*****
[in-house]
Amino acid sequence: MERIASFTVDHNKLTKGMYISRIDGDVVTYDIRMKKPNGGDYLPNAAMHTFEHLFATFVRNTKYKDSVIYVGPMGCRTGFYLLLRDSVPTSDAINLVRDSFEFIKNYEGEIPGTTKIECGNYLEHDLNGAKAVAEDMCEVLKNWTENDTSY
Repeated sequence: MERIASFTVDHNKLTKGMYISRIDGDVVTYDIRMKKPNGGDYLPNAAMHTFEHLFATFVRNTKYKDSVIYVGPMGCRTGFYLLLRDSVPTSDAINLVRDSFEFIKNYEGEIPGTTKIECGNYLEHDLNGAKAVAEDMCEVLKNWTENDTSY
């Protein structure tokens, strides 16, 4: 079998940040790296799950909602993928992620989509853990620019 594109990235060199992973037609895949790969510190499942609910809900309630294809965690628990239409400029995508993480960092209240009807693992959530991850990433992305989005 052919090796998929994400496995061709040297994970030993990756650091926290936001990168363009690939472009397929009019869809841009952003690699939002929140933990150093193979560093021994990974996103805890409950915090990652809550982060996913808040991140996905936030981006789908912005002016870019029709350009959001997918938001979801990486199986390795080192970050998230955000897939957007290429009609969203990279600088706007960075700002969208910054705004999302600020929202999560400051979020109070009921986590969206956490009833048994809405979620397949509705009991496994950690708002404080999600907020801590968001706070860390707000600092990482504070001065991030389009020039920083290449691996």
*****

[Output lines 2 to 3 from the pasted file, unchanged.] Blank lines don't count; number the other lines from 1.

Amino acid sequence: MERIASFTVDHNKLTKGMYISRIDGDVVTYDIRMKKPNGGDYLPNAAMHTFEHLFATFVRNTKYKDSVIYVGPMGCRTGFYLLLRDSVPTSDAINLVRDSFEFIKNYEGEIPGTTKIECGNYLEHDLNGAKAVAEDMCEVLKNWTENDTSY
Repeated sequence: MERIASFTVDHNKLTKGMYISRIDGDVVTYDIRMKKPNGGDYLPNAAMHTFEHLFATFVRNTKYKDSVIYVGPMGCRTGFYLLLRDSVPTSDAINLVRDSFEFIKNYEGEIPGTTKIECGNYLEHDLNGAKAVAEDMCEVLKNWTENDTSY